I am so very proud to have worked on a bill , introduced yesterday, Tuesday, February 25th, by Rep. Ro Khanna (CA-17), which instructs the U.S. Department of State to add an additional “(X), Unspecified” sex marker category for U.S. passports, passport cards, or Consular Reports of Birth Abroad, allowing applicants whose genders are neither male nor female a third gender marker option. At least 10 countries, including Australia, Bangladesh, Canada, Germany, India, and New Zealand already issue passports with three gender options. Additionally, the International Civil Aviation Organization (ICAO), a United Nations agency that establishes international travel document standards, already recognizes “(M) Male”, “(F) Female”, and “(X) Unspecified” as valid and machine-readable identifiers.

Not all intersex people are non-binary in our gender identity, so why is this bill important not only for non-binary people but for the intersex community as well? My quote in the press release about the X bill by Rep. Khanna’s office explores this issue.

“Intersex and non-binary people exist, as numerous cultures have always acknowledged and twenty-three U.S. states do today,” said Hida Viloria, Founding Director, Intersex Campaign for Equality. “Yet we’re targets of discrimination–such as being subjected, as infants, to irreversible, medically unnecessary surgeries that aim to make intersex people male or female–because our society only recognizes male or female citizens. Many intersex and non-binary people want to accurately identify ourselves on federal documents, like the vast majority of people who can easily check male or female do, and allowing us to do so simply upholds our nation’s goal of equality for all citizens.”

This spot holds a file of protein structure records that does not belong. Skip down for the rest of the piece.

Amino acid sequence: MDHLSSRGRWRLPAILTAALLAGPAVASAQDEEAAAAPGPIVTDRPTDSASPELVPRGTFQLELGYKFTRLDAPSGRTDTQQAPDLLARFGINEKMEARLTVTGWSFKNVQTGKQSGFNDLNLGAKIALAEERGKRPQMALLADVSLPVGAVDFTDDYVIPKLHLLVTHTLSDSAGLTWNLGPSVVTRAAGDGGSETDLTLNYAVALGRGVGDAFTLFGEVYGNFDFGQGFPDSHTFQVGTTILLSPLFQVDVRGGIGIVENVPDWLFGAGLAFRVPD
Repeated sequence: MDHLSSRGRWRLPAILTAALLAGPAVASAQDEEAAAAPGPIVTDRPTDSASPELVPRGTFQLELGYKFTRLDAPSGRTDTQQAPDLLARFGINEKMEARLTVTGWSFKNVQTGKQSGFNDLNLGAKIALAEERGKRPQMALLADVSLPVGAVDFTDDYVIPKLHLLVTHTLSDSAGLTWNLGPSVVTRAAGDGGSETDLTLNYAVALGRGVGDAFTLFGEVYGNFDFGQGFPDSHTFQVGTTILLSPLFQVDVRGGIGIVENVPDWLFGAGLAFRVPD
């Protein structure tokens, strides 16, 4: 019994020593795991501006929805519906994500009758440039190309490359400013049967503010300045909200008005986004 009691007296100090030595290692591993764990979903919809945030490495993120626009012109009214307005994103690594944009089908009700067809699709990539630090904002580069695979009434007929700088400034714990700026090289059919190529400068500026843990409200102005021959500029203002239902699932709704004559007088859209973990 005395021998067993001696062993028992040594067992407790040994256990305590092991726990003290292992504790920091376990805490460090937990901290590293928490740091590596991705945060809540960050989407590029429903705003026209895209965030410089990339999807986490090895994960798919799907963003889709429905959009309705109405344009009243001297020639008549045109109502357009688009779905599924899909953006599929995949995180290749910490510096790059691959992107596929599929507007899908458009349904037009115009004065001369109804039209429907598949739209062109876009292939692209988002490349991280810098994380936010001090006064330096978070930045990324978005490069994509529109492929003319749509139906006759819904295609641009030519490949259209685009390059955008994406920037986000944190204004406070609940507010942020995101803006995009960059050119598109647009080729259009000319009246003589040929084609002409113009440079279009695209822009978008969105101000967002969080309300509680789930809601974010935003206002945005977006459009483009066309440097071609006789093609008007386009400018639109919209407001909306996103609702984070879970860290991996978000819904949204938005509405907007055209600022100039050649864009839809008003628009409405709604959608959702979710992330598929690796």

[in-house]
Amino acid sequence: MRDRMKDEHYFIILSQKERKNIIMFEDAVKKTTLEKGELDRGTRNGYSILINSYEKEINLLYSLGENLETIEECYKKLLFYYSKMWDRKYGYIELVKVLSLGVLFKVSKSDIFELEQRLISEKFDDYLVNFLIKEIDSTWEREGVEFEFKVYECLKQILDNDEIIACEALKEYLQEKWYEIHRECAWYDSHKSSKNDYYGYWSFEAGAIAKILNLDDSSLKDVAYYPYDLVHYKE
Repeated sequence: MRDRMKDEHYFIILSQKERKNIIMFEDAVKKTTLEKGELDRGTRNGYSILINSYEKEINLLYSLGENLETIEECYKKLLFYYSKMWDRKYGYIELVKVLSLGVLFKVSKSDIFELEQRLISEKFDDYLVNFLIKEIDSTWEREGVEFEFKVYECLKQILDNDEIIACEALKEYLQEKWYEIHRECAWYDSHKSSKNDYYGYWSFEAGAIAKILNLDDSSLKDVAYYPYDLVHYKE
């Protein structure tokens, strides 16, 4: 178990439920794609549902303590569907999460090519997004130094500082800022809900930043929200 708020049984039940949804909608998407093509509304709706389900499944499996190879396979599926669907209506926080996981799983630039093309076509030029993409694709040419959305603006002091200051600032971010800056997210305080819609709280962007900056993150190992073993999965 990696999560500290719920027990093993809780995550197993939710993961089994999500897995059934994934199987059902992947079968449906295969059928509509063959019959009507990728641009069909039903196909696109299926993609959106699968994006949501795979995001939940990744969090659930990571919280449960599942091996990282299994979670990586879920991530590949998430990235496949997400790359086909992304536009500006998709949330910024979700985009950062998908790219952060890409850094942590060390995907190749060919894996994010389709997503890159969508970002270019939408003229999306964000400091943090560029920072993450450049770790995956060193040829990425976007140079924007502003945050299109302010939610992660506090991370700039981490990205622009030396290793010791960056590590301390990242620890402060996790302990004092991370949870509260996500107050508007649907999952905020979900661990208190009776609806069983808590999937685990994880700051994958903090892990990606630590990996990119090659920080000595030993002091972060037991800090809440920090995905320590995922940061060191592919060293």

Personally, I spent years of my young adulthood thinking I was perhaps crazy because unlike everyone around me–even my gender nonconforming, queer and trans friends in San Francisco–I couldn’t choose between feeling and living as a man or a woman. I felt like neither, or both, but this experience and identity didn’t even have a name, and I was shunned by many, particularly from within my own LGBTQIA community, because my gender presentation and identity shifted from masculine to feminine, “butch to femme,” as they’d say in those days.

I never thought that one day there would not only be a thriving, beautiful, non-binary community, but a bill like this on the books. We are aware that there is little chance it will pass in the current political climate, but knowing that so many of our elected congresspeople support it is fantastic and cannot be undone.

Please read this post about the X passport bill by the non-profit I am founding director of, The Intersex Campaign for Equality, to find out more about the history of non-binary gender recognition in the United States.  As many are unaware, intersex people have spearheaded the efforts for legal third gender recognition. <3

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REP. KHANNA INTRODUCES LEGISLATION TO ADD A THIRD GENDER ONTO U.S. PASSPORTS!

https://khanna.house.gov/media/press-releases/release-rep-khanna-introduces-legislation-add-third-gender-us-passports?fbclid=IwAR0y7ybxSfSqCkWFumUG2z8rcemmyKCLQBTXH_P7yhlwDsrFGiky7O0J2Fk

 

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